All Posts in Category: (07) The Medicine of Life
Don’t copy the behavior and customs of this world, but let God transform you into a new person by changing the way you think.
Why is it so hard to change our bad habits?
Not being able to change doesn’t’t mean you’re weak, stubborn, or lazy. Whatever it is that you resolved to do (or stop doing) in the past, there’s no doubt you meant it. So, what’s been standing in your way?
Your mind has a hidden agenda of its own to maintain the status quo. It is likely to reject anything that it perceives as new, unsettling, or potentially uncomfortable. This inherent resistance protects you from the negative disruption that sudden change can bring.
Unfortunately, this built-in defense mechanism can often sabotage positive change in your life as well.
Most people don’t realize the importance of their thought life and the impact it has on their body and emotions. Your body does what your mind tells it to do. Your mind controls your actions.
So you won’t be able to change your behavior without changing your mind.
If you want to successfully change your behavior, one of the best things you can do is to monitor your thought life and adjust your thinking. But you must be willing to look at your entrenched patterns of belief through a fresh lens. You need to become deliberate in your decision to monitor your thoughts and the assumptions you have been making.
We used to believe our brains couldn’t be changed. Now we believe they can – if we want it enough.
Neuroplasticity allows you to change your life and make happiness a reality. You can go from being a victim to a victor.
Even a casual search on Google will show a curious browser that neuroplasticity is a “magical” scientific discovery that shows that our brains are not hard-wired like computers, as was once thought, but are rather more like “play-doh.” This means that our thoughts can change the structure and function of our brains and that by doing certain exercises we can actually change our brain’s strength, size and density. Neuroplasticity means we can become better [human beings]. It doesn’t even have to be difficult.
Renewing your mind is the process of changing the way your mind operates. Most people don’t know where to start on their own. It’s not clear to them what they should do differently or how to create the change they desire. My FREE Renew Your Mind workbook is designed to help you create positive and sustainable change in your life. I show you how to break through cognitive barriers and provide the secret to making changes that stick.
Stefani Yorges brings expertise as a leadership educator, consultant, and coach. She holds a Ph.D. in Industrial/Organizational Psychology from Purdue University and has been teaching graduate courses at West Chester University in Pennsylvania for the past 20 years. She specializes in positive, strengths-based, transformational leadership models and has engaged with more than 100 clients as an executive coach. She and her husband are actively involved in their church.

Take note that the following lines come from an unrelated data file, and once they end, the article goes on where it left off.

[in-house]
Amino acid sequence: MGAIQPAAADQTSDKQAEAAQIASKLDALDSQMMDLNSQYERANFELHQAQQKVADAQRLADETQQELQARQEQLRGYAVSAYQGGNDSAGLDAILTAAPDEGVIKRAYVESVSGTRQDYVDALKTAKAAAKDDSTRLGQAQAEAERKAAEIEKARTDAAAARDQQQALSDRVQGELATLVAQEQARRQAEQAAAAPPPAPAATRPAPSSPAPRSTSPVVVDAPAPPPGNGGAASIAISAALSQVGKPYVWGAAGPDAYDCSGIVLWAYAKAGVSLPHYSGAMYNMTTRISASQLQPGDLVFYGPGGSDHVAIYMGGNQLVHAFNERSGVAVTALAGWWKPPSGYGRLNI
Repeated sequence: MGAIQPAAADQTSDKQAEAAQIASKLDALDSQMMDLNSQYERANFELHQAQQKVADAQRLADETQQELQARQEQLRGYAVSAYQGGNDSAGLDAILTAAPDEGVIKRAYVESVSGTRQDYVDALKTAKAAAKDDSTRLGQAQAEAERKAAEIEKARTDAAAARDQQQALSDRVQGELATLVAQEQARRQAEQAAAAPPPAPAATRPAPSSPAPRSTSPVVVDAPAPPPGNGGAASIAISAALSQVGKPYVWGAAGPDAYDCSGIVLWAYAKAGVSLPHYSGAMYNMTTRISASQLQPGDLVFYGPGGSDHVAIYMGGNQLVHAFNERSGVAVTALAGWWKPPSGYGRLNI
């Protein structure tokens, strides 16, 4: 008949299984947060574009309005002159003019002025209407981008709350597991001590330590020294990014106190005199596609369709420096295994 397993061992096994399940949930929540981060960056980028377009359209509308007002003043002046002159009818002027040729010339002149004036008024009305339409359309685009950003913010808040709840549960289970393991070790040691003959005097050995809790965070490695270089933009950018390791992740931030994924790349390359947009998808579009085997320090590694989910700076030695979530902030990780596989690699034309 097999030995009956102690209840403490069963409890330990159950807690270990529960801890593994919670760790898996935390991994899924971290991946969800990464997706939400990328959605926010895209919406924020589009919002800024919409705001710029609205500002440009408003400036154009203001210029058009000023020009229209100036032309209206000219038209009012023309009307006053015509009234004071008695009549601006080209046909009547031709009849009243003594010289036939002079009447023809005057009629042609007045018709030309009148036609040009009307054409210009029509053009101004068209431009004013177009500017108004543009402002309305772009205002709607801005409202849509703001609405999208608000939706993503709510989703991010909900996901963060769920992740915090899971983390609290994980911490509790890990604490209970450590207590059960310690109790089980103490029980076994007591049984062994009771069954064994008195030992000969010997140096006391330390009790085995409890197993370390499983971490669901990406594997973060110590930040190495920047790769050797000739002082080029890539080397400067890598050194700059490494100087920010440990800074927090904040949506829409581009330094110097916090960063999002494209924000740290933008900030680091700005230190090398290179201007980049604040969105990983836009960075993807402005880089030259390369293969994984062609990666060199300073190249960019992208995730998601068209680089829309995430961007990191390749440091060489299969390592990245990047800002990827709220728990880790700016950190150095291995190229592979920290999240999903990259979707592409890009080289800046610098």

Her cite is a wealth of wisdom about healthy living! Check it out: http://leadinghigher.com/
Do you not know that your body is a house of God where the Holy Spirit lives?
Now you belong to God. You do not belong to yourselves.
God bought you with a great price.
So honor God with your body because you belong to Him.
1 Corinthians 6:19-20
If we live, we are living for the Lord. And if we die, we are dying for the Lord.
So living or dying, we belong to the Lord.
Q. What is your only comfort in life and in death?
A. That I am not my own,
but belong—body and soul, in life and in death
to my faithful Savior, Jesus Christ.
Heidelberg Catechism – Q&A 1
“Don’t aim at success. The more you aim at it the more you are going to miss it. For success, like happiness, cannot be pursued; it must ensue, and it only does so as the unintended side effect of one’s personal dedication to a cause greater than oneself or as the by-product of one’s surrender to a person other than oneself.”
Viktor E. Frankl
A deep sense of love and belonging is an irreducible need of all people. We are biologically, cognitively, physically, and spiritually wired to love, to be loved, and to belong. When those needs are not met, we don’t function as we were meant to. We break. We fall apart. We numb. We ache. We hurt others. We get sick.
Our culture is obsessed with happiness, but what if there’s a more fulfilling path? Happiness comes and goes, says writer Emily Esfahani Smith, but having meaning in life — serving something beyond yourself and developing the best within you — gives you something to hold onto. Learn more about the difference between being happy and having meaning as Smith offers four pillars of a meaningful life.
Love never gives up.
Love cares more for others than for self.
Love doesn’t want what it doesn’t have.
Love doesn’t strut,
Doesn’t have a swelled head,
Doesn’t force itself on others,
Isn’t always “me first,”
Doesn’t fly off the handle,
Doesn’t keep score of the sins of others,
Doesn’t revel when others grovel,
Takes pleasure in the flowering of truth,
Puts up with anything,
Trusts God always,
Always looks for the best,
Never looks back,
But keeps going to the end.
For this reason I write these things while I am absent,
so that when I am present I need not proceed harshly.
The Lord gave me authority for building up and not for tearing down.